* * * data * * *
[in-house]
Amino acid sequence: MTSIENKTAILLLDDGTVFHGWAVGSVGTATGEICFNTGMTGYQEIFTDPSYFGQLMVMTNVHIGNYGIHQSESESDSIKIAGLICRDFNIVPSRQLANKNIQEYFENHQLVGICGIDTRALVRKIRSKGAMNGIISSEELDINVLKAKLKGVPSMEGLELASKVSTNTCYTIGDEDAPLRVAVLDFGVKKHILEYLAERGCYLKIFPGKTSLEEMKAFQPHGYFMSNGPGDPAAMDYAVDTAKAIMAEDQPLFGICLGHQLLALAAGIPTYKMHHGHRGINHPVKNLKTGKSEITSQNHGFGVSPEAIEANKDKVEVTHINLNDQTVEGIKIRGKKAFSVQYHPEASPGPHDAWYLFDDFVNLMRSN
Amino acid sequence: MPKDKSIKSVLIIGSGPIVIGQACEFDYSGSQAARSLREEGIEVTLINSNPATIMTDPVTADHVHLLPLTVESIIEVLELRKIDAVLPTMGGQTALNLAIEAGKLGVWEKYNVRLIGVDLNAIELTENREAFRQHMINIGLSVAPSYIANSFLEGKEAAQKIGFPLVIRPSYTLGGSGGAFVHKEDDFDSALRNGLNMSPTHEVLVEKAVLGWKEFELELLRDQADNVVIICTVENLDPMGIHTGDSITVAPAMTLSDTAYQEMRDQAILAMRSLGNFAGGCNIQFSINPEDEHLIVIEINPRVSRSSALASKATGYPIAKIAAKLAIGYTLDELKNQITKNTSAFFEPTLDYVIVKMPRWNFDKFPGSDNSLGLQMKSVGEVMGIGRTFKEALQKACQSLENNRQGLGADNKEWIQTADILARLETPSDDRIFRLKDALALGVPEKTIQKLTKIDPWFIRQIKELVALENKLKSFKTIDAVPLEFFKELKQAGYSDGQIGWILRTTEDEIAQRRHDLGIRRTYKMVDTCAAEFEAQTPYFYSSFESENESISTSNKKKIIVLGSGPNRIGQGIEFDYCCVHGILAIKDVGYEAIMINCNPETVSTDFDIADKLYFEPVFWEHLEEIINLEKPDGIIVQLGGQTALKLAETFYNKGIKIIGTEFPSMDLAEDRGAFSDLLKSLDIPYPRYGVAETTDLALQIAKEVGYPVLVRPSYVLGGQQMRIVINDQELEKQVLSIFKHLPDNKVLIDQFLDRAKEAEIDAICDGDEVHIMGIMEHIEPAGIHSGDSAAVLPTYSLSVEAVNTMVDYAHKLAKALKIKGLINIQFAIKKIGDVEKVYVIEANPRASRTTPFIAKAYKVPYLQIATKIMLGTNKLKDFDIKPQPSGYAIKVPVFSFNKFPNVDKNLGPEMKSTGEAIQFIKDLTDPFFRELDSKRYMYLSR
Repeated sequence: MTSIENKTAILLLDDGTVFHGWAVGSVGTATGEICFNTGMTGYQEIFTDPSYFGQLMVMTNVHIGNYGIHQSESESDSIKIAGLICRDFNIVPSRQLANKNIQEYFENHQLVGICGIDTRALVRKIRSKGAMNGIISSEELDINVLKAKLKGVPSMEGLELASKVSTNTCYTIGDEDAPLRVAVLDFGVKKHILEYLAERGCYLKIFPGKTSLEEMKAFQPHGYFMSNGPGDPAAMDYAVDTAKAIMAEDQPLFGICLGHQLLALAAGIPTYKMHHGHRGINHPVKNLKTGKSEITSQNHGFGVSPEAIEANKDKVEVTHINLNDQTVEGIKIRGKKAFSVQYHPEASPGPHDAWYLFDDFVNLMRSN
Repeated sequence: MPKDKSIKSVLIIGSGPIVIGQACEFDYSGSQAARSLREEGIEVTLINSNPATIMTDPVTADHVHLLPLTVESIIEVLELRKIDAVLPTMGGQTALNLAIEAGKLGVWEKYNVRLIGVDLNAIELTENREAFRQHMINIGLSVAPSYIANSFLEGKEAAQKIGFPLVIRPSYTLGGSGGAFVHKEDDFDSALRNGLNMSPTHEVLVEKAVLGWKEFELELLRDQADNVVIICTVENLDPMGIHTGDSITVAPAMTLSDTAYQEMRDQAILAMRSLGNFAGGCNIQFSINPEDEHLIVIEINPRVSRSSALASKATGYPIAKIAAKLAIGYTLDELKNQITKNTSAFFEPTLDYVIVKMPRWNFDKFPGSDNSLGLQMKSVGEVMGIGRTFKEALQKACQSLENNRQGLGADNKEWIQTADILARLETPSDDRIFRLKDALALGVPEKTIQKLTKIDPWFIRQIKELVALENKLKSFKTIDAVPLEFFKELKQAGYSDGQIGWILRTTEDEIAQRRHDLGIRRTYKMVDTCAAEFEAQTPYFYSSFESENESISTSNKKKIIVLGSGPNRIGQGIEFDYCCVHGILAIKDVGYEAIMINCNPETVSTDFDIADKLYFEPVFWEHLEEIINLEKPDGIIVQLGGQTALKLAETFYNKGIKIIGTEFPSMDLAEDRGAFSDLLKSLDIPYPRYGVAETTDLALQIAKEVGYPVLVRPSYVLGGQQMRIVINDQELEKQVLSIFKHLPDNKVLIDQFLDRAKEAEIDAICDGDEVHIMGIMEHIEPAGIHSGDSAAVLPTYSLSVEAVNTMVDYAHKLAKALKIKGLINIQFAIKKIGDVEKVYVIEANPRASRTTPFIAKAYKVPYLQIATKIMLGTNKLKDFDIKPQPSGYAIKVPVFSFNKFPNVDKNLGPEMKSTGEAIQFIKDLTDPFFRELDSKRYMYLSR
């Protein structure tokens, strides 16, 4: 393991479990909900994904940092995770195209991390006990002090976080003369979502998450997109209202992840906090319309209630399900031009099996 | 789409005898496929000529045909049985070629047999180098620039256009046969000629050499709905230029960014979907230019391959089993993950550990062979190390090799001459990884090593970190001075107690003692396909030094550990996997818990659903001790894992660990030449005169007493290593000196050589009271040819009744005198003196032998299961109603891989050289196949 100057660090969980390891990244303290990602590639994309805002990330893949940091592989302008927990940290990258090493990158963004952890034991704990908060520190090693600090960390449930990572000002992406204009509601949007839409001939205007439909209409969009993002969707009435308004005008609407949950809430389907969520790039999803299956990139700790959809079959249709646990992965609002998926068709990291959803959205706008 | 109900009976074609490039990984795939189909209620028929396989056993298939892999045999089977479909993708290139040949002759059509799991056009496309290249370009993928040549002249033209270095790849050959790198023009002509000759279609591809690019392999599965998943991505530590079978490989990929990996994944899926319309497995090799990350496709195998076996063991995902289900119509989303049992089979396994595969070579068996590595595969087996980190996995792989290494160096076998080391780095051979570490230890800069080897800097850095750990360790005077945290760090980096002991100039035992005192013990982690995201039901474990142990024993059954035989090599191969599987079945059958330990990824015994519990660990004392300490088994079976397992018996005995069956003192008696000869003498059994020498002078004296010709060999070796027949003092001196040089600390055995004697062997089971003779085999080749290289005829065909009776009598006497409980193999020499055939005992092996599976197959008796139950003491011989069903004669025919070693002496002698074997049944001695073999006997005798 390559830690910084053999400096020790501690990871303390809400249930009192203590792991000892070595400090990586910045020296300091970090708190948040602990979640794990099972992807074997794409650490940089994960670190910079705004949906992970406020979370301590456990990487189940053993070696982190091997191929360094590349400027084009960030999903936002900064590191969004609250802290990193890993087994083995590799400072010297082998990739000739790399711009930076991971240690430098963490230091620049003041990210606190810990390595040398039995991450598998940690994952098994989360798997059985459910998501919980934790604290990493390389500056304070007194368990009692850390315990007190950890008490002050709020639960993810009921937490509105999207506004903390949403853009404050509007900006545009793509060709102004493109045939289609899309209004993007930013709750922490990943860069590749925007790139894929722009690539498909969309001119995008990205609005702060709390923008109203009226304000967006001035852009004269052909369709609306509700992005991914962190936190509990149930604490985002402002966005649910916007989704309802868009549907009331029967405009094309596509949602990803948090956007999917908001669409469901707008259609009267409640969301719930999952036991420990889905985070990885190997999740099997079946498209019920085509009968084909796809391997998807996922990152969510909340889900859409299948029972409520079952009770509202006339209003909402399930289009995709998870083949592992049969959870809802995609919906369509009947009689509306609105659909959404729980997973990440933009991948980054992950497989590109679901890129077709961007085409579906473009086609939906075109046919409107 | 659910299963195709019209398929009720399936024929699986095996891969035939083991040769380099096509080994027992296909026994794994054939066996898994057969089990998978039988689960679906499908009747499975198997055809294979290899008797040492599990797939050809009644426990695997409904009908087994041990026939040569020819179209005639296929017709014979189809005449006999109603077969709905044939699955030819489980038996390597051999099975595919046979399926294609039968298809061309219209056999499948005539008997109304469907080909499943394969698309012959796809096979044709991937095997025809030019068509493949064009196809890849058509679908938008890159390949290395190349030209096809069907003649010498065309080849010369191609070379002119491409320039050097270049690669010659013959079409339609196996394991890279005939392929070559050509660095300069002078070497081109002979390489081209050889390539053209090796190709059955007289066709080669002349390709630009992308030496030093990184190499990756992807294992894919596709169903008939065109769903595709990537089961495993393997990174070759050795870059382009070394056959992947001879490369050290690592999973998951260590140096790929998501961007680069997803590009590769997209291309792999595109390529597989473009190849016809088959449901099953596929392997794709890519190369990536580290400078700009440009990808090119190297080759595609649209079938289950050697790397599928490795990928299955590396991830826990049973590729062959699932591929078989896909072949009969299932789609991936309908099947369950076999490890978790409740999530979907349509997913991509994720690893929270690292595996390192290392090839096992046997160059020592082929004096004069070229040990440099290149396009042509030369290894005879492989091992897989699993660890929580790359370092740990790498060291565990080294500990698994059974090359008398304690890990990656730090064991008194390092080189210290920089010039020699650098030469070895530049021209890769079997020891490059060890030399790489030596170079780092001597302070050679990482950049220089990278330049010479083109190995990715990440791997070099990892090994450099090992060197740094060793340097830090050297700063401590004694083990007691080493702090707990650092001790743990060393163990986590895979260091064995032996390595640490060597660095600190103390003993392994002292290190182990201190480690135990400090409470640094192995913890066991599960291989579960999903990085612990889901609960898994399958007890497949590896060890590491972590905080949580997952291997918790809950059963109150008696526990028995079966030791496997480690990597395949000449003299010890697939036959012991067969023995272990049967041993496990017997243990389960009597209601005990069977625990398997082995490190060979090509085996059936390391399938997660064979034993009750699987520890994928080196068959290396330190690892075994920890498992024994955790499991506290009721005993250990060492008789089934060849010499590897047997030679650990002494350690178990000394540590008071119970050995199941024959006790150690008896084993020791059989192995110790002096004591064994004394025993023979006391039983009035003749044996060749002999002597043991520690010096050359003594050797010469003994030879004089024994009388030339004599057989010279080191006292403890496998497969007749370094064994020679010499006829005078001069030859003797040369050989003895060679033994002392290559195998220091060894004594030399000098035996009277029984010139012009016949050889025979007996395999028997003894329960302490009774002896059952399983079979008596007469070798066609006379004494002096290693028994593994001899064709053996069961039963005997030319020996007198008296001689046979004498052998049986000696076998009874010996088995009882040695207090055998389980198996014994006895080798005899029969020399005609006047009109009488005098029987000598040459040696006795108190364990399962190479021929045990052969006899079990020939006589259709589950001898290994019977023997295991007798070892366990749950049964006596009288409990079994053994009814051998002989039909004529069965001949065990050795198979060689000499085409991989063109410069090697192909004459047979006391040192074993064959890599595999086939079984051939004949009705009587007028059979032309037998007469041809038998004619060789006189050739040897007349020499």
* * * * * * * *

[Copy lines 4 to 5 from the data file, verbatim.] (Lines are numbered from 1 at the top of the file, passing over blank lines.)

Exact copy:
Repeated sequence: MTSIENKTAILLLDDGTVFHGWAVGSVGTATGEICFNTGMTGYQEIFTDPSYFGQLMVMTNVHIGNYGIHQSESESDSIKIAGLICRDFNIVPSRQLANKNIQEYFENHQLVGICGIDTRALVRKIRSKGAMNGIISSEELDINVLKAKLKGVPSMEGLELASKVSTNTCYTIGDEDAPLRVAVLDFGVKKHILEYLAERGCYLKIFPGKTSLEEMKAFQPHGYFMSNGPGDPAAMDYAVDTAKAIMAEDQPLFGICLGHQLLALAAGIPTYKMHHGHRGINHPVKNLKTGKSEITSQNHGFGVSPEAIEANKDKVEVTHINLNDQTVEGIKIRGKKAFSVQYHPEASPGPHDAWYLFDDFVNLMRSN
Repeated sequence: MPKDKSIKSVLIIGSGPIVIGQACEFDYSGSQAARSLREEGIEVTLINSNPATIMTDPVTADHVHLLPLTVESIIEVLELRKIDAVLPTMGGQTALNLAIEAGKLGVWEKYNVRLIGVDLNAIELTENREAFRQHMINIGLSVAPSYIANSFLEGKEAAQKIGFPLVIRPSYTLGGSGGAFVHKEDDFDSALRNGLNMSPTHEVLVEKAVLGWKEFELELLRDQADNVVIICTVENLDPMGIHTGDSITVAPAMTLSDTAYQEMRDQAILAMRSLGNFAGGCNIQFSINPEDEHLIVIEINPRVSRSSALASKATGYPIAKIAAKLAIGYTLDELKNQITKNTSAFFEPTLDYVIVKMPRWNFDKFPGSDNSLGLQMKSVGEVMGIGRTFKEALQKACQSLENNRQGLGADNKEWIQTADILARLETPSDDRIFRLKDALALGVPEKTIQKLTKIDPWFIRQIKELVALENKLKSFKTIDAVPLEFFKELKQAGYSDGQIGWILRTTEDEIAQRRHDLGIRRTYKMVDTCAAEFEAQTPYFYSSFESENESISTSNKKKIIVLGSGPNRIGQGIEFDYCCVHGILAIKDVGYEAIMINCNPETVSTDFDIADKLYFEPVFWEHLEEIINLEKPDGIIVQLGGQTALKLAETFYNKGIKIIGTEFPSMDLAEDRGAFSDLLKSLDIPYPRYGVAETTDLALQIAKEVGYPVLVRPSYVLGGQQMRIVINDQELEKQVLSIFKHLPDNKVLIDQFLDRAKEAEIDAICDGDEVHIMGIMEHIEPAGIHSGDSAAVLPTYSLSVEAVNTMVDYAHKLAKALKIKGLINIQFAIKKIGDVEKVYVIEANPRASRTTPFIAKAYKVPYLQIATKIMLGTNKLKDFDIKPQPSGYAIKVPVFSFNKFPNVDKNLGPEMKSTGEAIQFIKDLTDPFFRELDSKRYMYLSR